WhatsApp wants to reaffirm its use of end-to-end encryption

The latest findings from the WhatsApp code highlight the intention to further reiterate the fact that user messages are protected by end-to-end encryption: here’s how this will happen.
WhatsApp wants to reaffirm its use of end-to-end encryption

The latest report on WhatsApp revealed Menlo Park’s intention to create Reactions Rapid, or emojis that could be used to respond to status, a little along the lines of what happens on the “cousin” Instagram. In the same report, even more information emerged regarding the still unprecedented function of group surveys, with 2-12 options, naturally protected by encryption.

A new analysis, conducted once again by the WABetaInfo leakers, however, has made it possible to ascertain how much the programmers of the platform have not sat on their laurels, rather devoting themselves to the development of something else.

With the release, some time ago, of the release of WhatsApp beta for Android, traces of a new footer were brought to light, which the platform would have liked to place under the call history. This intention still remains, and indeed would have been strengthened, according to what was discovered with the subsequent beta of WhatsApp for Android, subject to a reverse engineering session.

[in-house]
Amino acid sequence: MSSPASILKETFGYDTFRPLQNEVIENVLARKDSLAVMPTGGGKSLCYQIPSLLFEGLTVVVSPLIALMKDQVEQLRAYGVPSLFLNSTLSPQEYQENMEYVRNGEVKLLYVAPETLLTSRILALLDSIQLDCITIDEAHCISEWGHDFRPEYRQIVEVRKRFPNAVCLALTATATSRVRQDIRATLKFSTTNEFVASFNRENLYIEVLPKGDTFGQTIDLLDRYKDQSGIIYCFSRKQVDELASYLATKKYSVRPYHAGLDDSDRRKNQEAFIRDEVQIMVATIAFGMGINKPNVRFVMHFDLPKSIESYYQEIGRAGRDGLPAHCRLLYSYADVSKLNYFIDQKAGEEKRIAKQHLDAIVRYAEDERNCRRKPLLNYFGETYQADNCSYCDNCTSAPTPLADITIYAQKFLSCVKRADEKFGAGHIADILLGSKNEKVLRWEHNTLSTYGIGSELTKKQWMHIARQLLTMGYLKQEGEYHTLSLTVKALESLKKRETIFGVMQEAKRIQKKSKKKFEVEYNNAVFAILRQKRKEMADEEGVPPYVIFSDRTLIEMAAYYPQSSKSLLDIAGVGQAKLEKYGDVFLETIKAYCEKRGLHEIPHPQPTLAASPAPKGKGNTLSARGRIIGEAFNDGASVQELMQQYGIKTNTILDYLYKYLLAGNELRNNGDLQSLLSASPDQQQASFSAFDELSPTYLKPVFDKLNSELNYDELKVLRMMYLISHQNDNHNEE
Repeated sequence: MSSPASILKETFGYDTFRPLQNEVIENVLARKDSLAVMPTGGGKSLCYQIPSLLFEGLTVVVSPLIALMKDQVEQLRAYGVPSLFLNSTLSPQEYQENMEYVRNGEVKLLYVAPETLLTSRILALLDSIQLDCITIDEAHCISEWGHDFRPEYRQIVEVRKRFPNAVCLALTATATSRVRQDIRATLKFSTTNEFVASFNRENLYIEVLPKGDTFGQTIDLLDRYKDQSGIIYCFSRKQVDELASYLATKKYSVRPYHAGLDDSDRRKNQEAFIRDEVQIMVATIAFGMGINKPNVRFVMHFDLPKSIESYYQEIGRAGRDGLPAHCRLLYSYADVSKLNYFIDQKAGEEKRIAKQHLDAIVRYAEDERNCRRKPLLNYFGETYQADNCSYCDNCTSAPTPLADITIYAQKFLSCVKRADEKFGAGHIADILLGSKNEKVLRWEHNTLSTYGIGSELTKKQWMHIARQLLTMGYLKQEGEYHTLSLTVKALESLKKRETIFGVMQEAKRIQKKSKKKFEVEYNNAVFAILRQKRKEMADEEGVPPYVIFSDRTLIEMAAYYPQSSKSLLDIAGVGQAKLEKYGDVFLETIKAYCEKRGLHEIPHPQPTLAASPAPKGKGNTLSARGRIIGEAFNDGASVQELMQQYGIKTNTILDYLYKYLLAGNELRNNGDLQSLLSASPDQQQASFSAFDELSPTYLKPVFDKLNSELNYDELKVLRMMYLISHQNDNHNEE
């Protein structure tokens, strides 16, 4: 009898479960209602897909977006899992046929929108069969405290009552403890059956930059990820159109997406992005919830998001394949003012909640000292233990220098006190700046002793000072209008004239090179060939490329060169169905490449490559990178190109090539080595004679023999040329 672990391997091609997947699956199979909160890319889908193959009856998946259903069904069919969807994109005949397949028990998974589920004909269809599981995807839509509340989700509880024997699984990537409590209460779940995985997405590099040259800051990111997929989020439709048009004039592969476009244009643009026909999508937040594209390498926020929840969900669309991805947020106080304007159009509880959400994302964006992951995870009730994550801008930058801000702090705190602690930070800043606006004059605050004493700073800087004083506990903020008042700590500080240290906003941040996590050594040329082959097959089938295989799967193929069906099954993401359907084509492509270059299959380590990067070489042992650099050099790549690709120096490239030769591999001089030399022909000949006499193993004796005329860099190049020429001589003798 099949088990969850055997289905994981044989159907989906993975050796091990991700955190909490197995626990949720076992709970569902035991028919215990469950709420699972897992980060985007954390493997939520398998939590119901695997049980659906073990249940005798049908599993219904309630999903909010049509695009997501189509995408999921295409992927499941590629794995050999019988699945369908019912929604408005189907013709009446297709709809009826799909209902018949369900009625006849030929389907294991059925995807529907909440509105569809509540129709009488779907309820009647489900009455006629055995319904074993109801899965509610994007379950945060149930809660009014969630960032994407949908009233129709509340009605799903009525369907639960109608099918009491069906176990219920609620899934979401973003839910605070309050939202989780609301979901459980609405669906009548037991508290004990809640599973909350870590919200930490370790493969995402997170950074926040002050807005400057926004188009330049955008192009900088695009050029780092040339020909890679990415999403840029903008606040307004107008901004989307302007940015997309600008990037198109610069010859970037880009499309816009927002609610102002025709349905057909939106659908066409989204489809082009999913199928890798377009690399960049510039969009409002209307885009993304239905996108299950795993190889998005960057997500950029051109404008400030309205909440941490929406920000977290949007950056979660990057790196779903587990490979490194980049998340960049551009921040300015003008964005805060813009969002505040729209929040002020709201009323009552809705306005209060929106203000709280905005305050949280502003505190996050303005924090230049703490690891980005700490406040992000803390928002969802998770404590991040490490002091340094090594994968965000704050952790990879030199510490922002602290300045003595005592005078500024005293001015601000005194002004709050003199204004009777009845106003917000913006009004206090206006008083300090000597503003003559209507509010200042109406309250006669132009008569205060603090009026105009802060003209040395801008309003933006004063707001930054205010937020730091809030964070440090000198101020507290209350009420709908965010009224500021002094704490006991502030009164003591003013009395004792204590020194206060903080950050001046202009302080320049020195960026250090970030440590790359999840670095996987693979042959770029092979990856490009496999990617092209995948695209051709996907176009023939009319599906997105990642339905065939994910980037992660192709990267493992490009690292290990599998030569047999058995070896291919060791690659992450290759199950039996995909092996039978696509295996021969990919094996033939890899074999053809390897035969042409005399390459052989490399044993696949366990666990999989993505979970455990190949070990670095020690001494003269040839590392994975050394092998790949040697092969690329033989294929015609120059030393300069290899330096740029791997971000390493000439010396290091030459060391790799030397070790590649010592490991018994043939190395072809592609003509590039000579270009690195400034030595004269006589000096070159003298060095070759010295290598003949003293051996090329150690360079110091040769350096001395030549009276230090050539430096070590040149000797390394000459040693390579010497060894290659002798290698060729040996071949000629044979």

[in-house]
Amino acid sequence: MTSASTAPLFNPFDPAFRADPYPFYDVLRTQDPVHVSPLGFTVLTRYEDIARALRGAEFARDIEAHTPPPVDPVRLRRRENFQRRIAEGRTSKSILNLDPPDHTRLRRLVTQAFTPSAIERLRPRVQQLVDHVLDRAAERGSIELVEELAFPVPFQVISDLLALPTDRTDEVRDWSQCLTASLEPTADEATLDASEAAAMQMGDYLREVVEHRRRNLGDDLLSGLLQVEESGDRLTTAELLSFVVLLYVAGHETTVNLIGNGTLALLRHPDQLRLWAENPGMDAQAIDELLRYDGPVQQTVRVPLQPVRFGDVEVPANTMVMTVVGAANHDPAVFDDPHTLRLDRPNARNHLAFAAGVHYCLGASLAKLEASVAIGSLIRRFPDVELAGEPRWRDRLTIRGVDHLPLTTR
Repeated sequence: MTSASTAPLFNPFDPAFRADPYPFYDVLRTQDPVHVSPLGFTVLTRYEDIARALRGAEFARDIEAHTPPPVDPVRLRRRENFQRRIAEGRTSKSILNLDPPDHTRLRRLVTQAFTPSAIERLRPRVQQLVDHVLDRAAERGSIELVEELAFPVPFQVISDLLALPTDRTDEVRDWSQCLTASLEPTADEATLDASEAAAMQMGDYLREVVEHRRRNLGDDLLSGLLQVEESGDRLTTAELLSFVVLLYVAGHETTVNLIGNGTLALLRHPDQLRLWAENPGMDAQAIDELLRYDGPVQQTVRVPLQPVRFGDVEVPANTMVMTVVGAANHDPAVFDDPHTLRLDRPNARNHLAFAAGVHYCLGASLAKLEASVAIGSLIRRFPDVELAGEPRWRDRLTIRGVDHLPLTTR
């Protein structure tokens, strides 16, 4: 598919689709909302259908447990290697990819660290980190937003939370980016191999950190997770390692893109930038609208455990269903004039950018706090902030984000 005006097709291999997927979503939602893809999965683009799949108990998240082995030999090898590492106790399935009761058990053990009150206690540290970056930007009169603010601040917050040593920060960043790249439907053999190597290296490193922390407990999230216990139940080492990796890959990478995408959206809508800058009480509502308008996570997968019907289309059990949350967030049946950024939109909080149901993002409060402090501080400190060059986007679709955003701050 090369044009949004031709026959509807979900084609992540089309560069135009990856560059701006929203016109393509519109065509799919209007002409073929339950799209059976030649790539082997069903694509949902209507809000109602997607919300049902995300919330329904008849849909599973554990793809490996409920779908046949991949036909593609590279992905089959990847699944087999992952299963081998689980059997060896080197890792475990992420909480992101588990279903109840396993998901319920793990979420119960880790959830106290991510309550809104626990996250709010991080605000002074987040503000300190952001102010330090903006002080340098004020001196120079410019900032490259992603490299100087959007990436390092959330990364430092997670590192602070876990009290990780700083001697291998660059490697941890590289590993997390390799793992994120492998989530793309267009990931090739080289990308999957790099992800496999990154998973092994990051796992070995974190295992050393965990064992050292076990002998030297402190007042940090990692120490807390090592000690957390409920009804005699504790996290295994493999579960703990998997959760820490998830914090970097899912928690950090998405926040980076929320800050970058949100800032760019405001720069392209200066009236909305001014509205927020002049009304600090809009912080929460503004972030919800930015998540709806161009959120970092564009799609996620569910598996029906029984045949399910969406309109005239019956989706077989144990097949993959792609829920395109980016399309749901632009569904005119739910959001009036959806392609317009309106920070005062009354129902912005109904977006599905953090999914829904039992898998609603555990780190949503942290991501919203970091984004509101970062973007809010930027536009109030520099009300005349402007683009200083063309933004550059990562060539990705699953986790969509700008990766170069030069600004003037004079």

In particular, the lines of code unearthed have allowed us to argue that, a bit like we think to do also on iOS and on WhatsApp Desktop, the Android users of the chat app in green could in the future find the same footer as above. also at the bottom of the chat list, where – out of mystery – the platform would take care to remind everyone that personal messages are end-to-end encrypted, according to a system that, therefore, makes it impossible for third parties to know their content, but only to those who send or receive them.

At the moment, it is not known when WhatsApp will implement this reminder, which would be destined to make its appearance in various sections of WhatsApp messaging, also to mark the difference compared to the famous rival Telegram which, although richer in functions (recently also allows the transfer of cryptocurrencies between users), does not have end-to-end encryption enabled by default.


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